We had on one side of the Theros Block coin the RG Elspeth deck and other White based decks like Patrick Chapin’s winning Junk Midrange running the powerful planeswalker Elspeth, Sun’s Champion. But the flip side of that coin has the decks which were able to figure out its natural enemy was Prognostic Sphinx. That second pillar which emerged in the format was BUG Control which used the Sphinx to attack into Elspeth through her natural defense, ramp up quickly with the staple Green creatures and dipped into Black for efficient removal. This is definitely going to be a player at Grand Prix Manchester.
It is no surprise to see that as a Green deck the creature package starts with both staples of the format in Sylvan Caryatid and Courser of Kruphix there to help ramp quickly into an early Sphinx or getting multiple planeswalkers out. The only other creature is Prognostic Sphinx who’s main goal is to fly over defenders to beatdown Elspeth and conveniently skirts her destroy ability, not to mention is already able to protect itself well with its Hexproof granting ability. Moving into planeswalkers there is first Ashiok, Nightmare Weaver that while there is a low threat density in the deck from creatures can often steal one of the opponents fatties to bring down the beats upon them. The other is Kiora, the Crashing Wave who plus is able to lockdown the biggest threat on the other side of the board, can do a fantastic impersonation of Explore, and realistically will be able to create an emblem to ‘Free the Kraken’ if you can offer he a bit of protection. The title is a bit misleading as it does not play a big permission role as a Control deck but more of a board control through removal which is why there is only the misers copy of Dissolve in the main deck. As far as removal though there’s a full set of Hero’s Downfall to smash either creatures or planeswalkers, the pseudo-sweeper Silence the Believers to banish at times two or three nuisance creatures, Bile Blight which is an excellent way to rid the board of an overwhelming amount of Soldier Tokens or any other creature they have out in multiples, and also Unravel the Æther which will save you from enchantment or artifact alike especially an Indestructible god that’s ruining your day. It wouldn’t be right for a Control deck running Black to not include some discard and for that we have a full set of Thoughtseize to not only strip away the opponents most relevant threat but also to provide you with some extremely valuable information about their game plan.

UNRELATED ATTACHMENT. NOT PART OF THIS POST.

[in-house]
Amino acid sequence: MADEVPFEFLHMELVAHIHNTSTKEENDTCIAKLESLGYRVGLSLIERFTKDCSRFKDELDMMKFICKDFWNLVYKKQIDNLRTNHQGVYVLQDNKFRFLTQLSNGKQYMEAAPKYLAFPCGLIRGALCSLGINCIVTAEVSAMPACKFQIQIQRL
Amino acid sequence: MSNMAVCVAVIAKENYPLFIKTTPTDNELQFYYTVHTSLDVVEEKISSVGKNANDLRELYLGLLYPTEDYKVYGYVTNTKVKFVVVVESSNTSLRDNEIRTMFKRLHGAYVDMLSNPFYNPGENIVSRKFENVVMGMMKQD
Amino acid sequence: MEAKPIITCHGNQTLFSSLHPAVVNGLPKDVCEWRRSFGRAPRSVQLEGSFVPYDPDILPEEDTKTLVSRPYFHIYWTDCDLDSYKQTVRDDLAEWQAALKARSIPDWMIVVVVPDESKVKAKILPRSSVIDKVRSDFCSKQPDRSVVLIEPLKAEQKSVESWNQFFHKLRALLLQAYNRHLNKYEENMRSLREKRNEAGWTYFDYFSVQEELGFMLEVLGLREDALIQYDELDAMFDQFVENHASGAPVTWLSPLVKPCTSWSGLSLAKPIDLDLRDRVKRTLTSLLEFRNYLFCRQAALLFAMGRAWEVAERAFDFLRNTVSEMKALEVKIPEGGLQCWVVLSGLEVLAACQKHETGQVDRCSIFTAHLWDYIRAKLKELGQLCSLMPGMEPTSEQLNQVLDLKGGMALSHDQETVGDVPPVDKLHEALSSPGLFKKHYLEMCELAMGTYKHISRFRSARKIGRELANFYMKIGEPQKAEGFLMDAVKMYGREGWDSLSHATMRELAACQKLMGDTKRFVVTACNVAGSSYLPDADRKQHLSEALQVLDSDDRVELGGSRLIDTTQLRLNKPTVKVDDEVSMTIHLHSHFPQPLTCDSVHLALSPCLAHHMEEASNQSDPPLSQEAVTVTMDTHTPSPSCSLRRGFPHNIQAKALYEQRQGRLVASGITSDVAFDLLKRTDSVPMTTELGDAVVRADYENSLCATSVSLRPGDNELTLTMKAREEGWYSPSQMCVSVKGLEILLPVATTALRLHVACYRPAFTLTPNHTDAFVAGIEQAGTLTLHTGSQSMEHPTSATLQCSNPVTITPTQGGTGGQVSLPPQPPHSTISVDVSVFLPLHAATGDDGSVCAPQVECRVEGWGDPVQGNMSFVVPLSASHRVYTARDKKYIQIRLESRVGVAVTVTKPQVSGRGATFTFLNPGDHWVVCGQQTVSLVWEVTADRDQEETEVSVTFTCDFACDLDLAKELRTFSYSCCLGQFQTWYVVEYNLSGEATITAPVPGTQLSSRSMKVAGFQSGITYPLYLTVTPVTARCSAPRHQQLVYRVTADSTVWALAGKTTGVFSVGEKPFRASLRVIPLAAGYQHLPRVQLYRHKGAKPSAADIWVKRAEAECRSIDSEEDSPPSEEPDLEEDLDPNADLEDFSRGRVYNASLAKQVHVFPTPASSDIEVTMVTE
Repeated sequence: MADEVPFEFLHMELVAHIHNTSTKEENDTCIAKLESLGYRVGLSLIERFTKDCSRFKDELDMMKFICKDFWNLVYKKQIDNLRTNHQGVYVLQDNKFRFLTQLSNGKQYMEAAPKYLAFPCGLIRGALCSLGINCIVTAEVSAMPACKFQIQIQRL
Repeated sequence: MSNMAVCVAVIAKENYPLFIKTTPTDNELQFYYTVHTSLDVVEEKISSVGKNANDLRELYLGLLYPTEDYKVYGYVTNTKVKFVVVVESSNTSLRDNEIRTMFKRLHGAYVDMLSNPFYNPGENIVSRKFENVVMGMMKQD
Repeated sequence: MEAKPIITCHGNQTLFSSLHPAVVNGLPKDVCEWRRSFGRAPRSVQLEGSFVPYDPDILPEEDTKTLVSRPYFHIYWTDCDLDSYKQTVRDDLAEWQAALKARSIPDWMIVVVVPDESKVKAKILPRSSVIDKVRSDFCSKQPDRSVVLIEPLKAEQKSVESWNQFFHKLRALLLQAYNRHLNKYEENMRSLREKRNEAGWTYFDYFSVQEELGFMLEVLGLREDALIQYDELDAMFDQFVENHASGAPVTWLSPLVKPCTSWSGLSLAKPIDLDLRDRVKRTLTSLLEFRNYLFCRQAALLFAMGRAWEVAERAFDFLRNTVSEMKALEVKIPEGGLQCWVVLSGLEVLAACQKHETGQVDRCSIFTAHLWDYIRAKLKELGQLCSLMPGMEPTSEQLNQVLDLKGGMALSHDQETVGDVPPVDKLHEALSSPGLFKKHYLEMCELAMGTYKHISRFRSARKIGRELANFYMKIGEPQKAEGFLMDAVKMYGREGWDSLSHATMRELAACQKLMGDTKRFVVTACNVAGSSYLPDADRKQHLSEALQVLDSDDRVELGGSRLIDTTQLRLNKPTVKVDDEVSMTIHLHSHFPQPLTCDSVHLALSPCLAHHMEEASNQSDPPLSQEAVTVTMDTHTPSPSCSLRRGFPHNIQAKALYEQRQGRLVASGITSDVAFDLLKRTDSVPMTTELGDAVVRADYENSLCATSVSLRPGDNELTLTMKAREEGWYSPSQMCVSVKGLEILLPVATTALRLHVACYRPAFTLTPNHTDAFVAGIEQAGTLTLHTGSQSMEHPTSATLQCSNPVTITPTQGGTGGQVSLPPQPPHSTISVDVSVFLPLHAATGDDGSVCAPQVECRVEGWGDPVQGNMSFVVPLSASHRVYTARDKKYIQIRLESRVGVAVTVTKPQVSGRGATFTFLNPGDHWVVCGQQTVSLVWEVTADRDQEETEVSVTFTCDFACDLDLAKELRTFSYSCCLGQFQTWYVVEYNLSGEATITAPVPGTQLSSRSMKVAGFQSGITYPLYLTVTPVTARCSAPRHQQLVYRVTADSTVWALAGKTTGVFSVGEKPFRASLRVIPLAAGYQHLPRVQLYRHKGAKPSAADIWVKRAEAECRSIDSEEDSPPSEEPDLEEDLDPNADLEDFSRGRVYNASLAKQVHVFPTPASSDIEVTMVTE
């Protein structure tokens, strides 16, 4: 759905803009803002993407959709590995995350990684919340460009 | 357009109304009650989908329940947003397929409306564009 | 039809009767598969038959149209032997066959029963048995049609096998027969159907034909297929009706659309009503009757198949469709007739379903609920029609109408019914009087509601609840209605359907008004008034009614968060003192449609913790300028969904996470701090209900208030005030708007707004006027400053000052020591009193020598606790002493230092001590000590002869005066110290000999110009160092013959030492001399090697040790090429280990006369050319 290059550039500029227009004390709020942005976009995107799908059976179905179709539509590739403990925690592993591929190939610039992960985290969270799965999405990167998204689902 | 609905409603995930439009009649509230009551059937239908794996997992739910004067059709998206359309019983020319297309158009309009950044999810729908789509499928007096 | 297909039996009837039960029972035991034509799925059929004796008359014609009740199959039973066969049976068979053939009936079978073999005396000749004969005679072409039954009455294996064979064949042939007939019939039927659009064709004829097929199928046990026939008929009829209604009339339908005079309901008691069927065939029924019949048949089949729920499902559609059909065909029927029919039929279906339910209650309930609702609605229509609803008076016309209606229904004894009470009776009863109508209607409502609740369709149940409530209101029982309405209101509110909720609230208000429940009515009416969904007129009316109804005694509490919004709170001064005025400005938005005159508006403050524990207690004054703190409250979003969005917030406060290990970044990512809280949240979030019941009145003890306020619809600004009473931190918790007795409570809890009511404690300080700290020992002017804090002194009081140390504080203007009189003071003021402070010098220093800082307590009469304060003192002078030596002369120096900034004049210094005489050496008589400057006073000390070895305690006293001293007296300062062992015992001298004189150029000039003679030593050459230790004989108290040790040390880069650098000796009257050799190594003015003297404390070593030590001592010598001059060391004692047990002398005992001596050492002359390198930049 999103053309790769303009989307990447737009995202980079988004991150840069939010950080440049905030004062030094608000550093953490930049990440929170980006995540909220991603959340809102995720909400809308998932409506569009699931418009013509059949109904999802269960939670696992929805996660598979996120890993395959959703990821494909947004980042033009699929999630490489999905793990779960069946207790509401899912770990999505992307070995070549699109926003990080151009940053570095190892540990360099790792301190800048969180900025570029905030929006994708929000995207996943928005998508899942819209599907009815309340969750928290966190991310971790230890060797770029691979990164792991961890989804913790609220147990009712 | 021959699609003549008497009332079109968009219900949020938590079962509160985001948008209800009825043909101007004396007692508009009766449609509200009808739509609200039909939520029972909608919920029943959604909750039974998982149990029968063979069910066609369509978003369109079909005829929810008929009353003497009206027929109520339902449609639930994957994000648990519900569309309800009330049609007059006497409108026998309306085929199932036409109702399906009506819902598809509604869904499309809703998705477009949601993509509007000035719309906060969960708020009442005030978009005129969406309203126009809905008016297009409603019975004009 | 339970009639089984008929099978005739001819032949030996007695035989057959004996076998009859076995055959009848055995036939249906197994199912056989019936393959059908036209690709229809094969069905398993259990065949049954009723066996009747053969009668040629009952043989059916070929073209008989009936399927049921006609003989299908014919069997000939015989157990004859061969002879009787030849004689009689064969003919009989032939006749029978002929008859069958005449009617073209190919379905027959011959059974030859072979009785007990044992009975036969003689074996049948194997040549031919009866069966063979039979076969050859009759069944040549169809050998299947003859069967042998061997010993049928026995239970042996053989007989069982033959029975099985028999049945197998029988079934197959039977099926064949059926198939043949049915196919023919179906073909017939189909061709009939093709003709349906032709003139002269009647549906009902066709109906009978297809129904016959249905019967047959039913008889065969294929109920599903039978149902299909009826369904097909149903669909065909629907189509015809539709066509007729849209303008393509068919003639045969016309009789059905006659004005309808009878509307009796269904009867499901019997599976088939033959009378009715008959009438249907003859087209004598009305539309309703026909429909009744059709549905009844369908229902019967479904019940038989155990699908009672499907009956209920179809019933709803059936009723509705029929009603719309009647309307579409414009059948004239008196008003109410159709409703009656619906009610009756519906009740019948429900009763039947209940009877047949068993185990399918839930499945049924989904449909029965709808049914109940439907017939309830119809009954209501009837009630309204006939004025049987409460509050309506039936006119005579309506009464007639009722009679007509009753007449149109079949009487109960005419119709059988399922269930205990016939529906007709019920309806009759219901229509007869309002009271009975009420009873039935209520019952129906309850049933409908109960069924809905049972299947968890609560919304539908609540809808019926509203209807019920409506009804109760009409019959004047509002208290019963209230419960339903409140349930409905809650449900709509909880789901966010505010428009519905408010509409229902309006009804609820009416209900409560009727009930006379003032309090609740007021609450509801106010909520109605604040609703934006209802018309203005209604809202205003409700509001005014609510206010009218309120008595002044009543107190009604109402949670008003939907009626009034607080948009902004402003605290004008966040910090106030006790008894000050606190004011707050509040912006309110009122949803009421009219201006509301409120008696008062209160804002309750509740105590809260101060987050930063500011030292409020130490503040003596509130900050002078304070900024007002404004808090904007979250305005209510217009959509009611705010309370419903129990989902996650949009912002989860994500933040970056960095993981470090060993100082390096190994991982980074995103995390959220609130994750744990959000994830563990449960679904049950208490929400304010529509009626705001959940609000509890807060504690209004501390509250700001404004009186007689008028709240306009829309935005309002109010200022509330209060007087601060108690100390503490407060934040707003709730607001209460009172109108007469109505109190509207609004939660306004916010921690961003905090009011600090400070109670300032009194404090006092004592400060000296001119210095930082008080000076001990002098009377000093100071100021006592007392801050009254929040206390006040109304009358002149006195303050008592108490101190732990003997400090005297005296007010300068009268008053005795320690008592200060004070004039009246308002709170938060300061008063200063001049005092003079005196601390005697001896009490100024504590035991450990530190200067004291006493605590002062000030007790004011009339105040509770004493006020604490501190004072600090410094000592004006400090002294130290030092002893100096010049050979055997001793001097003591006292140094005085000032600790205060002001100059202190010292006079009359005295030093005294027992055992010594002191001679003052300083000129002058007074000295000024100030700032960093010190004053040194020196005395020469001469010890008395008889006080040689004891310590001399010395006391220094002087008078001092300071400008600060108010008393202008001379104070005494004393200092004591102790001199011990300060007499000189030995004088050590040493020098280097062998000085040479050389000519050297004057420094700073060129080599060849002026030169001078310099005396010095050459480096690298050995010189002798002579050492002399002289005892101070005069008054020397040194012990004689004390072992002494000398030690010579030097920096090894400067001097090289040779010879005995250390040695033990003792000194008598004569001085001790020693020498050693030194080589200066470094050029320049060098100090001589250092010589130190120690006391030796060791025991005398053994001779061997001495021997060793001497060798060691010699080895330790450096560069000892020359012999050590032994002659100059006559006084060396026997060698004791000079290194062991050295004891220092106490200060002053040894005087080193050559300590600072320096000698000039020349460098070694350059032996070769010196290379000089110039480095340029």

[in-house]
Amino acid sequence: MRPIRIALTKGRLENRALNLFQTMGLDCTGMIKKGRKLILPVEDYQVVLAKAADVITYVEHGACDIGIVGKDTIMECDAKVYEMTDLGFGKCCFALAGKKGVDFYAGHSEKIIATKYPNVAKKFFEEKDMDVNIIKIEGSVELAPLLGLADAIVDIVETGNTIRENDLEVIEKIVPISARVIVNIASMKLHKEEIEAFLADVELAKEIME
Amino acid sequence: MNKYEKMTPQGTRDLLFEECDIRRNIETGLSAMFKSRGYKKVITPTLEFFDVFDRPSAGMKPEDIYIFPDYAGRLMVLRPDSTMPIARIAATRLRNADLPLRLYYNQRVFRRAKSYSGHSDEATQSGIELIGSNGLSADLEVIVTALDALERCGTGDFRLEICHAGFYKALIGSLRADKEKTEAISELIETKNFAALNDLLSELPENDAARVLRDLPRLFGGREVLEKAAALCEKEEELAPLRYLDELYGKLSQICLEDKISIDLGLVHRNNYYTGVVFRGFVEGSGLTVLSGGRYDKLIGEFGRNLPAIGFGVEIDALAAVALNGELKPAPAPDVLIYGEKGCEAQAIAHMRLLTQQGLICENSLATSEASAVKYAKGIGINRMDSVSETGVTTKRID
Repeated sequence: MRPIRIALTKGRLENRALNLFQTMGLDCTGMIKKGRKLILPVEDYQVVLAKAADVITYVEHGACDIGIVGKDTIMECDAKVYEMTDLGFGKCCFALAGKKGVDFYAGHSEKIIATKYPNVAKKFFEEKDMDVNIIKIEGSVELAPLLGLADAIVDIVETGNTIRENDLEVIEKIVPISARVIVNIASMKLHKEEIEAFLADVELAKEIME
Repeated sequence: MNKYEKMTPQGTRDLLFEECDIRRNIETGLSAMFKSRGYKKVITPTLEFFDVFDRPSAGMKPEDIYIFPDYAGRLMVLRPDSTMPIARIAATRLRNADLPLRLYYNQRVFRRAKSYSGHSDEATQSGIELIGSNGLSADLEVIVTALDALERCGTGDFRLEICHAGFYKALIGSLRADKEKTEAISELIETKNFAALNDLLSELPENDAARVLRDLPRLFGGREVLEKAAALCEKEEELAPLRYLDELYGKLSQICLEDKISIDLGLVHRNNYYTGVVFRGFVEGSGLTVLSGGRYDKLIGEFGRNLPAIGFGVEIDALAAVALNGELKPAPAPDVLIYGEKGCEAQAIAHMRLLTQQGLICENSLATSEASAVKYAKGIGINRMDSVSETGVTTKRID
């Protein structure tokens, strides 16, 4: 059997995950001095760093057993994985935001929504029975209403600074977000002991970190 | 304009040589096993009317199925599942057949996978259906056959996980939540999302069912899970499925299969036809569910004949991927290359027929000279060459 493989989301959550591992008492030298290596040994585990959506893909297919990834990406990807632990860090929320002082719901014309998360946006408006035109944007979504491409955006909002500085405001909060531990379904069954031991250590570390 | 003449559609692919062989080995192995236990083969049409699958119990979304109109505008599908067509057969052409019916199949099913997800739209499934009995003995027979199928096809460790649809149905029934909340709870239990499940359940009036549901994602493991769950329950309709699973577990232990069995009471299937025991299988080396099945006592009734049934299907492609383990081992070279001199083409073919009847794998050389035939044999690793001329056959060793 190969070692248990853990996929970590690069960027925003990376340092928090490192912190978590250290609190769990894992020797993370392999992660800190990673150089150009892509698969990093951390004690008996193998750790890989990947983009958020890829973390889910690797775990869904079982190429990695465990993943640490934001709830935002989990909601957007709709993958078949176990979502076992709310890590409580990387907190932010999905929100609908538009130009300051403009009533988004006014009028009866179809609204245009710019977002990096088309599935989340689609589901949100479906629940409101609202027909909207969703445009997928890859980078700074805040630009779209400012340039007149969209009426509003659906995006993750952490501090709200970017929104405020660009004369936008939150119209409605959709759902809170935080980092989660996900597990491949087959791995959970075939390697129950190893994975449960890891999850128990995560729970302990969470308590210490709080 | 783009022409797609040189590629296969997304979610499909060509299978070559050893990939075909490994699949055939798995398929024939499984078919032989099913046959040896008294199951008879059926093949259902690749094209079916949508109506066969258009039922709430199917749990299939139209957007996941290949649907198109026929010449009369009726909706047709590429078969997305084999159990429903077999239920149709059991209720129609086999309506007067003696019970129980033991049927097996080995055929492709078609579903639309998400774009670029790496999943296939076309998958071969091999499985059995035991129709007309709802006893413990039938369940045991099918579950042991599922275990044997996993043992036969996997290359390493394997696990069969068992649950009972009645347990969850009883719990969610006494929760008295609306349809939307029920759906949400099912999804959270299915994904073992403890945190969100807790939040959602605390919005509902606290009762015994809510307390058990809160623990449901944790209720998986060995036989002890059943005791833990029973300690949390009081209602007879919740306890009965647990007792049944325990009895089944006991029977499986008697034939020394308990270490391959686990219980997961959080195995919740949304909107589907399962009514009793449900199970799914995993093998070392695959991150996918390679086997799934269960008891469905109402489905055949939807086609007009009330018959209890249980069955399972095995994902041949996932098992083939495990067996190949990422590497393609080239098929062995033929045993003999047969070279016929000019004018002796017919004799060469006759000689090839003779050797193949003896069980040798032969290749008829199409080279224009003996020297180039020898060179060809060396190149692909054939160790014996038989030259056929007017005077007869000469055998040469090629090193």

It’s going to be very interesting to see what configuration of this powerful deck emerges as the most dominant. I’m sure we will see some tweaks shake out to mold to the expected meta. As three different copies were able to make the top 8 at Pro Tour Journey into Nyx I would be surprised if it doesn’t show itself in Manchester. Definitely going forward into the next Standard season this is well positioned to be a powerplayer there as well.
The final pairing at the Pro Tour consisted of two Junk decks, this one and that of the champion Patrick Chapin. For those that aren’t aware Junk is a three color combination consisting of White, Black and Green. While the two decks both went for similar packages of removal, ramp and included Elspeth they went in different directions with the focus of their creatures. Nam Sung decided instead of going for raw power from monstrous creatures to work with the synergy of enchantments from Constellation.
The deck focuses itself around the card drawing engine from the Constellation ability on Eidolon of Blossoms and the 19 enchantments in the deck where Eidolon will draw you a card whenever you play an enchantment with it in play. There is also the formats standard Green excelleration package consisting of the two awesome anti-Aggro ‘walls’ Sylvan Caryatid and Courser of Kruphix which happens to also be an enchantment for the Constellation engine. The beatdown plan comes in the form of another enchantment with Herald of Torment who is either able to Bestow itself to beef up one of the other creatures or just go to town itself, which is very relevant in the format as a Flying threat and possible blocker against Prognostic Sphinx. Another enchantment Brain Maggot is there as part of the disruption package in conjunction with Thoughtseize to strip away those hard to deal with threats and gain valuable information about the opponents game plan. It wouldn’t be right for a White Midrange deck to not play one of the most powerful cards in the format and we find the decks lone planeswalker Elspeth, Sun’s Champion to provide additional threats to the board, destroy any creature which are too powerful, or even create an emblem to pump your entire team into a Flying horde. The deck rounds itself out with an robust suite of removal with a full set of Hero’s Downfall to kill creatures or planeswalker threats, a pair of Silence the Believers to banish a few pesky creature threats in one shot, and also Banshing Light which not only hits a wide range of permanent threats but is also an enchantment to trigger Constellation. While the deck is already strong on draw, when you stick an Eidolon, it does also run all three sets of on color Temples to Scry through the deck as fast as possible.